But the outstanding German Mennonite prayer book was Die ernsthafte Christenpflicht, darinnen schöne, geistreiche Gebätter, darmit sich fromme Christenherzen zu allen Zeiten und in allen Nothen trösten. The first edition was at Kaiserslautern in 1739, followed by at least 10 other editions in Europe to 1852, and at least 24 editions in America between 1745 and 1940. It finally became the prayer book of the Amish. Early editions contained 36 prayers, later increased to 50 and finally 53. It is used by the Amish as the exclusive source of prayers for the minister to use in public worship, as well as being a private devotional book. Its prayers come from varied sources, the Formulier (later editions contain all its prayers), Caspar Schwenckfeld's Deutsches Passional of 1539 represented by five prayers, Johann Arndt's Paradiesgärtlein, with 3 (from the Send-Brieff), and others.
The last Swiss prayer book was Kleines Handbüchlein, darinnen Morgen- und Abendgebetter, of which six European editions are known from 1786 in the Palatinate to 1867 at Biel, Switzerland, with two American imprints of 1835 and 1872. It contained 12 prayers, 8 from the Formulier.
The Elbing Katechismus of 1778, later called the "Waldeck Catechism," with many reprints, contained a collection of 14 prayers for children. The 1727 edition of the Christliches Gemüthsgespräch by Gerhard Roosen has an appendix of 28 prayers which was not included in later editions.
It is worth noting that none of the Dutch or German prayer collections have ever been translated into English. English-speaking American Mennonites have never produced nor used prayer books in public worship, and seldom, until recent times, in private or family worship.
Non-Mennonite prayer books used by Mennonites include Johann Habermann's Gebetbuch, first published in 1567, which was used by Mennonites chiefly in the smaller form, Der kleine Habermann, Johann Arndt's Paradiesgärtlein, first published in 1612, Johannes Zollikofer's Neueröfneter himmlischer Weichrauchsschatz of 1691, and Johann Friedrich Starck's Tägliches Handbuch of 1727. But the most popular prayer book of this character among Mennonites was doubtless the Geistliches Lustgärtlein, which appeared at least as early as 1787, and in later editions was called Neu vermehrtes geistliches Lustgärtlein frommer Seelen. Several times the Ernsthafte Christenpflicht appeared in combination with part of the Lustgärtlein, the last time at Scottdale in 1915 for the express use of the Amish.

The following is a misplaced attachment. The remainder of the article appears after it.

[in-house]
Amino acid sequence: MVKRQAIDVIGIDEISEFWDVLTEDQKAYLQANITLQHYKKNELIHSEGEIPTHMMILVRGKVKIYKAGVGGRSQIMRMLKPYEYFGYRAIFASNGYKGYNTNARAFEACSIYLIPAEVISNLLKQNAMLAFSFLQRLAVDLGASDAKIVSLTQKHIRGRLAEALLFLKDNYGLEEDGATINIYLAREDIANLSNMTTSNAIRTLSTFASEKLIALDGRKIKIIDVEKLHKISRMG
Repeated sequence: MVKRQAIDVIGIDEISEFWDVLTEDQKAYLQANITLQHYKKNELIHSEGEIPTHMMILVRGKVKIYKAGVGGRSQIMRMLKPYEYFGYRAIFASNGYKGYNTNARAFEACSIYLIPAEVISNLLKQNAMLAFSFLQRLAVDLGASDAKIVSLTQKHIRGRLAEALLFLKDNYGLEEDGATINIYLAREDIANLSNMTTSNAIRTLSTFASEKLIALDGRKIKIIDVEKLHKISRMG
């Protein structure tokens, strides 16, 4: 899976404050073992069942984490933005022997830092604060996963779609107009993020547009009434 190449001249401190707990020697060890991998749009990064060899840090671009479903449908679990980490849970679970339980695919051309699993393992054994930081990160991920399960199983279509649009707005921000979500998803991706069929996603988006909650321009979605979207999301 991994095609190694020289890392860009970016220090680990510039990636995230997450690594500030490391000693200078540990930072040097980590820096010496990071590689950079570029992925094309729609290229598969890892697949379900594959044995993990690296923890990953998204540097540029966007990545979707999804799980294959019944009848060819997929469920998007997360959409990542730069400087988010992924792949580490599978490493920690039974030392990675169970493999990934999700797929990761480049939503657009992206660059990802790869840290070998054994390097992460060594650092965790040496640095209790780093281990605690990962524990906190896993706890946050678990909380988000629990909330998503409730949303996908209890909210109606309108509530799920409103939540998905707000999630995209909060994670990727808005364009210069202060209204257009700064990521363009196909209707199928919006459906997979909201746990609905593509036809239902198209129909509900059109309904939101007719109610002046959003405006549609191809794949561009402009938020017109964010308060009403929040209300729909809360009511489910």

Friedmann, Robert. "Mennonite Prayer Books, Their Story and Their Meaning." Mennonite Piety Through the Centuries. Goshen, 1949: 176-202, on which the above article is based.
Knipscheer, F. S. "Geschiedenis van het stil en het stimmelijk gebed bij de Nederlandsche Doopsgezinden." Doopsgezinde Bijdragen (1897): 77-120; (1898): 55-77.
Adapted by permission of Herald Press, Harrisonburg, Virginia, and Waterloo, Ontario, from Mennonite Encyclopedia, Vol. 4, pp. 211-212. All rights reserved. For information on ordering the encyclopedia visit the Herald Press website.
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MLA style: Bender, Harold S. "Mennonite Prayer Books." Global Anabaptist Mennonite Encyclopedia Online. 1959. Web. 18 May 2013. http://www.gameo.org/encyclopedia/contents/mennonite_prayer_books.
APA style: Bender, Harold S. (1959). Mennonite Prayer Books. Global Anabaptist Mennonite Encyclopedia Online. Retrieved 18 May 2013, from http://www.gameo.org/encyclopedia/contents/mennonite_prayer_books.